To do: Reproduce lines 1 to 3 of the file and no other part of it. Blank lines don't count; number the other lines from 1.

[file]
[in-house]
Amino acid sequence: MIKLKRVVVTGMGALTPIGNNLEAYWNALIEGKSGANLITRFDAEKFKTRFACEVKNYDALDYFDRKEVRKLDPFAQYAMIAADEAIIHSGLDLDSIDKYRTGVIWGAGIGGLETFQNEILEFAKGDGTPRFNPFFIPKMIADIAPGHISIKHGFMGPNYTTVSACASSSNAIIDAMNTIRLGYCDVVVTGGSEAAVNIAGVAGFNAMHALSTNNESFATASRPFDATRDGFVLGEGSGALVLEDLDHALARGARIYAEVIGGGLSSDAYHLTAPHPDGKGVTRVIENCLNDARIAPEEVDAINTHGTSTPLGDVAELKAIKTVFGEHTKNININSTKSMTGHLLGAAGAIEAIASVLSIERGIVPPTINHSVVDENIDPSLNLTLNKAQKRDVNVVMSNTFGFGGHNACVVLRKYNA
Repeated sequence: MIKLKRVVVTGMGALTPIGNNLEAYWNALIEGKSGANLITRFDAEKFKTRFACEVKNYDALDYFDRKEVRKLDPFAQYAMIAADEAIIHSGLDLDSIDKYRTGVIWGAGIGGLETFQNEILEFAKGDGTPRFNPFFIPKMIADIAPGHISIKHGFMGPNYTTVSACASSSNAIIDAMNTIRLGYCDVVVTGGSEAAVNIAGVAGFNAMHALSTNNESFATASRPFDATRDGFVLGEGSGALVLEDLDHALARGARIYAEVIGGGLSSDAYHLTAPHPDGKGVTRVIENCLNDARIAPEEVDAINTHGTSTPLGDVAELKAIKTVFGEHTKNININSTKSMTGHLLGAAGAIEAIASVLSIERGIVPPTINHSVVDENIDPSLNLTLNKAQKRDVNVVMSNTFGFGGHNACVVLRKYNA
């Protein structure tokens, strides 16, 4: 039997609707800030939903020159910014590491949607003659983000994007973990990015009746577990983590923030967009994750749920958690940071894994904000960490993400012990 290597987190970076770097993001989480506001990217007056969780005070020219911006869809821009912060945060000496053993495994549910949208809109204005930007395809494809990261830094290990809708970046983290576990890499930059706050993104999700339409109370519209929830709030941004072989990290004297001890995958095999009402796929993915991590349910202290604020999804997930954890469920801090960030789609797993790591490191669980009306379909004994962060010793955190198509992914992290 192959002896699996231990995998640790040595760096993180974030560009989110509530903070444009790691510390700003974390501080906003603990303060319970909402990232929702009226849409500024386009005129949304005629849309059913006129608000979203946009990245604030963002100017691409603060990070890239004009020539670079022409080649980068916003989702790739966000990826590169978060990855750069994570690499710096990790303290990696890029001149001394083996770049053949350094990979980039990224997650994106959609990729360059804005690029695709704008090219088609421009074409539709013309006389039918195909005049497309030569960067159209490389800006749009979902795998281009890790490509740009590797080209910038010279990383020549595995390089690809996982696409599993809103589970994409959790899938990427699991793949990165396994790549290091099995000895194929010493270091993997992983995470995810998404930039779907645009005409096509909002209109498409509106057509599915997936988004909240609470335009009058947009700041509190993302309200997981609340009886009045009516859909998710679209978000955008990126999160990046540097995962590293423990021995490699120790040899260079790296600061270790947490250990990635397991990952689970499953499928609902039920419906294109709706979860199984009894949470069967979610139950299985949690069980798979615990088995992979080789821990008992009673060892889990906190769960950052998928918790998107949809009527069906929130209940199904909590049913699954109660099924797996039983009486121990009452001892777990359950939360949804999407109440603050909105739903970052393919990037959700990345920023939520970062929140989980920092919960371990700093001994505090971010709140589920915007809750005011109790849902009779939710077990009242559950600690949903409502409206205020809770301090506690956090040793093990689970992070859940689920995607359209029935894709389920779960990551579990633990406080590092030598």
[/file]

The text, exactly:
[in-house]
Amino acid sequence: MIKLKRVVVTGMGALTPIGNNLEAYWNALIEGKSGANLITRFDAEKFKTRFACEVKNYDALDYFDRKEVRKLDPFAQYAMIAADEAIIHSGLDLDSIDKYRTGVIWGAGIGGLETFQNEILEFAKGDGTPRFNPFFIPKMIADIAPGHISIKHGFMGPNYTTVSACASSSNAIIDAMNTIRLGYCDVVVTGGSEAAVNIAGVAGFNAMHALSTNNESFATASRPFDATRDGFVLGEGSGALVLEDLDHALARGARIYAEVIGGGLSSDAYHLTAPHPDGKGVTRVIENCLNDARIAPEEVDAINTHGTSTPLGDVAELKAIKTVFGEHTKNININSTKSMTGHLLGAAGAIEAIASVLSIERGIVPPTINHSVVDENIDPSLNLTLNKAQKRDVNVVMSNTFGFGGHNACVVLRKYNA
Repeated sequence: MIKLKRVVVTGMGALTPIGNNLEAYWNALIEGKSGANLITRFDAEKFKTRFACEVKNYDALDYFDRKEVRKLDPFAQYAMIAADEAIIHSGLDLDSIDKYRTGVIWGAGIGGLETFQNEILEFAKGDGTPRFNPFFIPKMIADIAPGHISIKHGFMGPNYTTVSACASSSNAIIDAMNTIRLGYCDVVVTGGSEAAVNIAGVAGFNAMHALSTNNESFATASRPFDATRDGFVLGEGSGALVLEDLDHALARGARIYAEVIGGGLSSDAYHLTAPHPDGKGVTRVIENCLNDARIAPEEVDAINTHGTSTPLGDVAELKAIKTVFGEHTKNININSTKSMTGHLLGAAGAIEAIASVLSIERGIVPPTINHSVVDENIDPSLNLTLNKAQKRDVNVVMSNTFGFGGHNACVVLRKYNA